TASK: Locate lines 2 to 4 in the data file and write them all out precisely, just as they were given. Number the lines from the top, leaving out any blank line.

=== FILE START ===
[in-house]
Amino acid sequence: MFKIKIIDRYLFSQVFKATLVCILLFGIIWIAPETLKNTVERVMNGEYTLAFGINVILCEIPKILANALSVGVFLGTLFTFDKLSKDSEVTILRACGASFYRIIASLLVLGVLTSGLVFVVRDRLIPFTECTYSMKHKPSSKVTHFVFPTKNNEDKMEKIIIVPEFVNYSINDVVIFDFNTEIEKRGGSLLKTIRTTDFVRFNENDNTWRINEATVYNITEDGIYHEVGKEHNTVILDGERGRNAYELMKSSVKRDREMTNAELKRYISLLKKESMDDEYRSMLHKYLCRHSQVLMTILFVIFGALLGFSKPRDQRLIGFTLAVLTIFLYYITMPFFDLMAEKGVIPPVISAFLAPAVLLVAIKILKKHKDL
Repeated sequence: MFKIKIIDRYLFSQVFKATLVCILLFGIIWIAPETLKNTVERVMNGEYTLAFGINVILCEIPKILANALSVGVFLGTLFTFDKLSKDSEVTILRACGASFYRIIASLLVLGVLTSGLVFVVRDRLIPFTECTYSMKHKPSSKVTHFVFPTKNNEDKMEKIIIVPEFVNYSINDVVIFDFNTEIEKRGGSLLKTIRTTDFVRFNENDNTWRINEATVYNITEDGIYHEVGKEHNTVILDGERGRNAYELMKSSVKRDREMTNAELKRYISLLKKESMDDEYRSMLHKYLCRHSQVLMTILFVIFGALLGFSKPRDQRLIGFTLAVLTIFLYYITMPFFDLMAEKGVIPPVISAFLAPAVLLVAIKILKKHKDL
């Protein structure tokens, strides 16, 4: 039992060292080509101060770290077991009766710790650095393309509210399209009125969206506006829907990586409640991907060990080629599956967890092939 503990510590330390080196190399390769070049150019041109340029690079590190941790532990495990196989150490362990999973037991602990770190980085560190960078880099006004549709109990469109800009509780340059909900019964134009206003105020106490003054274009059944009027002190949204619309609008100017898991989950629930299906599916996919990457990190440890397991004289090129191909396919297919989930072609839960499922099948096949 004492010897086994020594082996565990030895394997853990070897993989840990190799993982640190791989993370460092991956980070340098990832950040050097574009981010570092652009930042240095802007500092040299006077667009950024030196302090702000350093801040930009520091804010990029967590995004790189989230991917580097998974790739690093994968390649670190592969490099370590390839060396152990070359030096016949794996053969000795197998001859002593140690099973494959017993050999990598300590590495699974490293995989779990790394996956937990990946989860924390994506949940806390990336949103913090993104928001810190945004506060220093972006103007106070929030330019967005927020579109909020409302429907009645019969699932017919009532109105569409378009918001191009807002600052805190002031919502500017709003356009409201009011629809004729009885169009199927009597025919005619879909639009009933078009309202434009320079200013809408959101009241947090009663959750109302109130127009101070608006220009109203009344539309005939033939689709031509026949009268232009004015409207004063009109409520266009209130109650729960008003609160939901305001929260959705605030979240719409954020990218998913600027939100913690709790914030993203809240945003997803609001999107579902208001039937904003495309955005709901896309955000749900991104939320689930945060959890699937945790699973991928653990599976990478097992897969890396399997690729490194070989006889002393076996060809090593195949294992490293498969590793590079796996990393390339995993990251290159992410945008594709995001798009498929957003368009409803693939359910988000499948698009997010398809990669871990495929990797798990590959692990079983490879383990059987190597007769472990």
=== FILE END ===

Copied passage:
Amino acid sequence: MFKIKIIDRYLFSQVFKATLVCILLFGIIWIAPETLKNTVERVMNGEYTLAFGINVILCEIPKILANALSVGVFLGTLFTFDKLSKDSEVTILRACGASFYRIIASLLVLGVLTSGLVFVVRDRLIPFTECTYSMKHKPSSKVTHFVFPTKNNEDKMEKIIIVPEFVNYSINDVVIFDFNTEIEKRGGSLLKTIRTTDFVRFNENDNTWRINEATVYNITEDGIYHEVGKEHNTVILDGERGRNAYELMKSSVKRDREMTNAELKRYISLLKKESMDDEYRSMLHKYLCRHSQVLMTILFVIFGALLGFSKPRDQRLIGFTLAVLTIFLYYITMPFFDLMAEKGVIPPVISAFLAPAVLLVAIKILKKHKDL
Repeated sequence: MFKIKIIDRYLFSQVFKATLVCILLFGIIWIAPETLKNTVERVMNGEYTLAFGINVILCEIPKILANALSVGVFLGTLFTFDKLSKDSEVTILRACGASFYRIIASLLVLGVLTSGLVFVVRDRLIPFTECTYSMKHKPSSKVTHFVFPTKNNEDKMEKIIIVPEFVNYSINDVVIFDFNTEIEKRGGSLLKTIRTTDFVRFNENDNTWRINEATVYNITEDGIYHEVGKEHNTVILDGERGRNAYELMKSSVKRDREMTNAELKRYISLLKKESMDDEYRSMLHKYLCRHSQVLMTILFVIFGALLGFSKPRDQRLIGFTLAVLTIFLYYITMPFFDLMAEKGVIPPVISAFLAPAVLLVAIKILKKHKDL
């Protein structure tokens, strides 16, 4: 039992060292080509101060770290077991009766710790650095393309509210399209009125969206506006829907990586409640991907060990080629599956967890092939 503990510590330390080196190399390769070049150019041109340029690079590190941790532990495990196989150490362990999973037991602990770190980085560190960078880099006004549709109990469109800009509780340059909900019964134009206003105020106490003054274009059944009027002190949204619309609008100017898991989950629930299906599916996919990457990190440890397991004289090129191909396919297919989930072609839960499922099948096949 004492010897086994020594082996565990030895394997853990070897993989840990190799993982640190791989993370460092991956980070340098990832950040050097574009981010570092652009930042240095802007500092040299006077667009950024030196302090702000350093801040930009520091804010990029967590995004790189989230991917580097998974790739690093994968390649670190592969490099370590390839060396152990070359030096016949794996053969000795197998001859002593140690099973494959017993050999990598300590590495699974490293995989779990790394996956937990990946989860924390994506949940806390990336949103913090993104928001810190945004506060220093972006103007106070929030330019967005927020579109909020409302429907009645019969699932017919009532109105569409378009918001191009807002600052805190002031919502500017709003356009409201009011629809004729009885169009199927009597025919005619879909639009009933078009309202434009320079200013809408959101009241947090009663959750109302109130127009101070608006220009109203009344539309005939033939689709031509026949009268232009004015409207004063009109409520266009209130109650729960008003609160939901305001929260959705605030979240719409954020990218998913600027939100913690709790914030993203809240945003997803609001999107579902208001039937904003495309955005709901896309955000749900991104939320689930945060959890699937945790699973991928653990599976990478097992897969890396399997690729490194070989006889002393076996060809090593195949294992490293498969590793590079796996990393390339995993990251290159992410945008594709995001798009498929957003368009409803693939359910988000499948698009997010398809990669871990495929990797798990590959692990079983490879383990059987190597007769472990």